As the book progresses, it moves away from the explicitly supernatural and considers how archaeology straddles the boundary between myth and history. Early archaeologists were greatly interested in the material monuments of ancient leadership. Builders of pyramids, statues, and temples were presenting their own leadership in relation to cosmic events and so such thinking, Card argues, bled into early interpretations or at least fringe readings of such monuments. Eccentric translations of ancient writing systems have also perpetuated quasi-mythical forms of historical reconstructions as the inability to read ancient texts allowed for imaginative translations. Archaeologists transform societies who are on the margins of written history into known quantities. Generic terms for cultures (like Inkan, Maya, Celtic) derived from historical sources are used to refer to and at the same time homogenize groups that straddle the historic-prehistoric divide, bringing them in line with the cultural-historical categories that are more readily associated with contemporary nation states. This positioning of archaeological thinking in relation to human conceptions of the self means that archaeology is easily employed in the construction of nationalism, identity formation, and articulation of sense of what constitutes the modern.

Archaeology as colonialism is perhaps most overt in the stories of archaeologists who used fieldwork as a cover for their work as spies. Card describes a number of instances where archaeologists worked to enact political goals and regime change in foreign lands and shows how this history of the discipline was perhaps more formative than is usually thought. He connects this with literary categories of thought, especially detective fiction. Scientifically oriented detectives, who solve mysteries through careful analysis of material clues make for an obvious archaeology metaphor.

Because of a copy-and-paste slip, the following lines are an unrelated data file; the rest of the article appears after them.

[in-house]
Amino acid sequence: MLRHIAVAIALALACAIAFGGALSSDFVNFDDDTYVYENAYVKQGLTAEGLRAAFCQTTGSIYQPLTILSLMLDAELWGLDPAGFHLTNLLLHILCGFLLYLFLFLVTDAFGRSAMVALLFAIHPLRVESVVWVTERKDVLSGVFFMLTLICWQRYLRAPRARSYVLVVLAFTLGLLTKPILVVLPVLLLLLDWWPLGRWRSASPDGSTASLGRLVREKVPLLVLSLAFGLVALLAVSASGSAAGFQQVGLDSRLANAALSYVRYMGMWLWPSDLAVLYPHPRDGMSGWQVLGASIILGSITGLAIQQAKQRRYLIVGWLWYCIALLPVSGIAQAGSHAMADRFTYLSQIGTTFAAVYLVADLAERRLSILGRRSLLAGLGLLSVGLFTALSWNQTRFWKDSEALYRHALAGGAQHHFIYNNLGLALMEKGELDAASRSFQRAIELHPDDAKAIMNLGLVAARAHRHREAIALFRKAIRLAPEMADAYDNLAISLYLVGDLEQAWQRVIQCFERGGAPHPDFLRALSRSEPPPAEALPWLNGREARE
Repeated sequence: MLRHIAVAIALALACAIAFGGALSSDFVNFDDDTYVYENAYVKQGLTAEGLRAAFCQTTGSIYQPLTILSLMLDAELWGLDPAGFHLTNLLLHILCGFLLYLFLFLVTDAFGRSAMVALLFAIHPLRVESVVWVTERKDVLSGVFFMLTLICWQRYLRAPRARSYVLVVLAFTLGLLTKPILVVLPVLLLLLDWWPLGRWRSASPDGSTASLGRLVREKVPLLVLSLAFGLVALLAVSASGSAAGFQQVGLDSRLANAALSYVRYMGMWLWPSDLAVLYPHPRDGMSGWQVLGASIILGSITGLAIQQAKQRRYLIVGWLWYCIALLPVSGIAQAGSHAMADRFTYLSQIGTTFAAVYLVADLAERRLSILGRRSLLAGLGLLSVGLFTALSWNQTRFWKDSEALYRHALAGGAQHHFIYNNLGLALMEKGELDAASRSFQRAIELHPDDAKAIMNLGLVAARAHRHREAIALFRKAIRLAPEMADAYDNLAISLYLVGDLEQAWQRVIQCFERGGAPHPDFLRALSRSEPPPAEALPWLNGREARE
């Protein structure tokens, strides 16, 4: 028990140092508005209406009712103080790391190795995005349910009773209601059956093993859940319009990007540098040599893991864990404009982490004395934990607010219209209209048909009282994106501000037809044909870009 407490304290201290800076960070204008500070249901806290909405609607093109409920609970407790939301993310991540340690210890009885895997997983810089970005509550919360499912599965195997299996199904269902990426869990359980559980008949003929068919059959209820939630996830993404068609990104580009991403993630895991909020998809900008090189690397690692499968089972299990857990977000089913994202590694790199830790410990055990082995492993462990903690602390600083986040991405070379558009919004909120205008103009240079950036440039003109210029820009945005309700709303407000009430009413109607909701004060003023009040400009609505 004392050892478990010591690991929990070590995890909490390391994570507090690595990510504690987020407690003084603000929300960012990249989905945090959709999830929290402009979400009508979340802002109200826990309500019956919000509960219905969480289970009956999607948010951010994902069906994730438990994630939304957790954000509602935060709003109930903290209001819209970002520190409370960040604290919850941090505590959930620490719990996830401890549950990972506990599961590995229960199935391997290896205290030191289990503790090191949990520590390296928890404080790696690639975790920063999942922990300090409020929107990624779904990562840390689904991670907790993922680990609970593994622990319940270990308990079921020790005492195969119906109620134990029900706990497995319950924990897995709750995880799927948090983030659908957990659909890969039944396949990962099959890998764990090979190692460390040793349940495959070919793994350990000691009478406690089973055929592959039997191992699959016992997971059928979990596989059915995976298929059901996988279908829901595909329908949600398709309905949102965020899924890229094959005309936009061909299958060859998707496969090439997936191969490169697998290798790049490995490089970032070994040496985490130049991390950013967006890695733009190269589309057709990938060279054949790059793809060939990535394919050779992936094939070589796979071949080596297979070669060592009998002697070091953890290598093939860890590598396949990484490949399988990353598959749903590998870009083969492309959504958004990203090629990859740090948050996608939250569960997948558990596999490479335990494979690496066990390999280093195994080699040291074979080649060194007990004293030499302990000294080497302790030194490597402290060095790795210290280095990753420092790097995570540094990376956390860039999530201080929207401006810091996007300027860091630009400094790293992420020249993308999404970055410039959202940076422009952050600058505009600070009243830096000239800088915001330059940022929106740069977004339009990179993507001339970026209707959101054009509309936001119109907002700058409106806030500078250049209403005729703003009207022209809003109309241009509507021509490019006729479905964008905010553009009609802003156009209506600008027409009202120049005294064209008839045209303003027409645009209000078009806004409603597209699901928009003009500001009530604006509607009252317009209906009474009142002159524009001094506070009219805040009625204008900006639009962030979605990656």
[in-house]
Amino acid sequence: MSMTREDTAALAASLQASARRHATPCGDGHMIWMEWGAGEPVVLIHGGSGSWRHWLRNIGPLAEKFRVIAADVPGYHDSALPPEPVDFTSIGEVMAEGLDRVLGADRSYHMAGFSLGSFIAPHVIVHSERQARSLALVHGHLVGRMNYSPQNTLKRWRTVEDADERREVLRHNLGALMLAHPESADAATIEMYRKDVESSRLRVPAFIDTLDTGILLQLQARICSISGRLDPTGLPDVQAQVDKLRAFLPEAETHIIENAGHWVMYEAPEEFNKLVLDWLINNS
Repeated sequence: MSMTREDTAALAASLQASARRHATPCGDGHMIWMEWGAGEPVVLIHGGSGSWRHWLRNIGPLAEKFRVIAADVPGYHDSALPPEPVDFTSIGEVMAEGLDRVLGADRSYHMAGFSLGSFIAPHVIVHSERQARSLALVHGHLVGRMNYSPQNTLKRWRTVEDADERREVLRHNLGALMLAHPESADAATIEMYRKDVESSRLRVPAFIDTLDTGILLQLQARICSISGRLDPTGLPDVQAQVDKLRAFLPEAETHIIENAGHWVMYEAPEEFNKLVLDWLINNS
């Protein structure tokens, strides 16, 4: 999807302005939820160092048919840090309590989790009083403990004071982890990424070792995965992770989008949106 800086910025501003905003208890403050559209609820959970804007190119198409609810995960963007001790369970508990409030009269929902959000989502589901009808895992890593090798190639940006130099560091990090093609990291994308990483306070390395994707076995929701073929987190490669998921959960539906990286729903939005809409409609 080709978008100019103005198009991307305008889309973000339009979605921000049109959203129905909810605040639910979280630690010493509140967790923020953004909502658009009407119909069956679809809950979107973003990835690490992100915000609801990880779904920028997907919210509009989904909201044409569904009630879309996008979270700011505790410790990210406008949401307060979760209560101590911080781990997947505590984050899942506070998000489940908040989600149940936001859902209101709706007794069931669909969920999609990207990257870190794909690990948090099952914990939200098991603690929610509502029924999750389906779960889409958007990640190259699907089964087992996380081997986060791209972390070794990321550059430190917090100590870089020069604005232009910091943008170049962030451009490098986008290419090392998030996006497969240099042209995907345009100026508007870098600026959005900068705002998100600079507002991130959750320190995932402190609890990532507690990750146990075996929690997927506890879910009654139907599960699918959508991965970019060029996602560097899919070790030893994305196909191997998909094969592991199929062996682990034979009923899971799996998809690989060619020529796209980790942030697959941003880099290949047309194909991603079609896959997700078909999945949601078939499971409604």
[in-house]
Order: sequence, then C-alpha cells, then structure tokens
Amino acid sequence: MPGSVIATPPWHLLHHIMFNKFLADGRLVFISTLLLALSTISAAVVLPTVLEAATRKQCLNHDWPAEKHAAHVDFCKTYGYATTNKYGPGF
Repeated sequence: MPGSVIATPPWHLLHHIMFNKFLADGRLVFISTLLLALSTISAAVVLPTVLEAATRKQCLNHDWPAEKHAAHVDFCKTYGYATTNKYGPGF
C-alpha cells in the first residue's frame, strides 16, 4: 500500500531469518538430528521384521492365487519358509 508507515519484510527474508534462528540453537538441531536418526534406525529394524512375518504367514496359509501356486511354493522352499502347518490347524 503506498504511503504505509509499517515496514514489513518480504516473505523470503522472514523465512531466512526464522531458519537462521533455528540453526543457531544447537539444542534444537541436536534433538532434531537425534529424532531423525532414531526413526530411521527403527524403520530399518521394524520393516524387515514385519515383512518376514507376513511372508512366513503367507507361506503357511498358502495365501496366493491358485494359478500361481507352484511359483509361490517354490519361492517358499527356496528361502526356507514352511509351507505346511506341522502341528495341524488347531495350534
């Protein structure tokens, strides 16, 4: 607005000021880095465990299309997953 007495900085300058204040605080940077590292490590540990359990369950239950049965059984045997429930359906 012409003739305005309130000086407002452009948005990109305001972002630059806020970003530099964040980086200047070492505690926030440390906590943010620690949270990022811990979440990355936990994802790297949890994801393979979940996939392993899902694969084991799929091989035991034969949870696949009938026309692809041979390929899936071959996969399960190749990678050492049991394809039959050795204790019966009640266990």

That literary modes of thought have been more important to the development of archaeology than professionals would care to admit is emphasized by Card’s discussion of the horror genre and especially his examination of how the fictional works of H.P. Lovecraft laid the foundations for many of the pseudo-archaeological theories that are prominent today. Card’s argument here is interesting as he shows how archaeologists have performed behaviors that are expected in different fictional genres in eras when both the field was becoming professionalized and such genres became established. 

Throughout the book, Card shows how, in the 20th century, the professionalization of archaeology pushed paranormal and other types of theorists to the fringes of the discipline. The creation of disciplinary norms and the movement of archaeology into the orbit of the academy meant that rationalist and materialist approaches were not only expected but mandated. Yet the “spooky elements” of archaeology are perpetuated in the popular reception of the discipline and through elements of the discipline that emerged before archaeology was recast as scientific.

Spooky Archaeology is an important book, as public outreach in archaeology requires serious engagement with how the field is understood by non-specialists. By illustrating how archaeologists have been complicit (usually unwittingly) in reifying these problematic notions, Card convincingly explores how these approaches can undermine the discipline’s attempts at engagement from non or anti-colonialist perspectives. 

About the Reviewer(s): 

Kevin McGeough is Professor of Archaeology in the Department of Geography at the University of Lethbridge.

Date of Review: 
May 20, 2020
About the Author(s)/Editor(s)/Translator(s): 

Jeb J. Card is Visiting Assistant Professor in the Department of Anthropology at Miami University. He is the coeditor of Lost City, Found Pyramid: Understanding Alternative Archaeologies and Pseudoscientific Practices.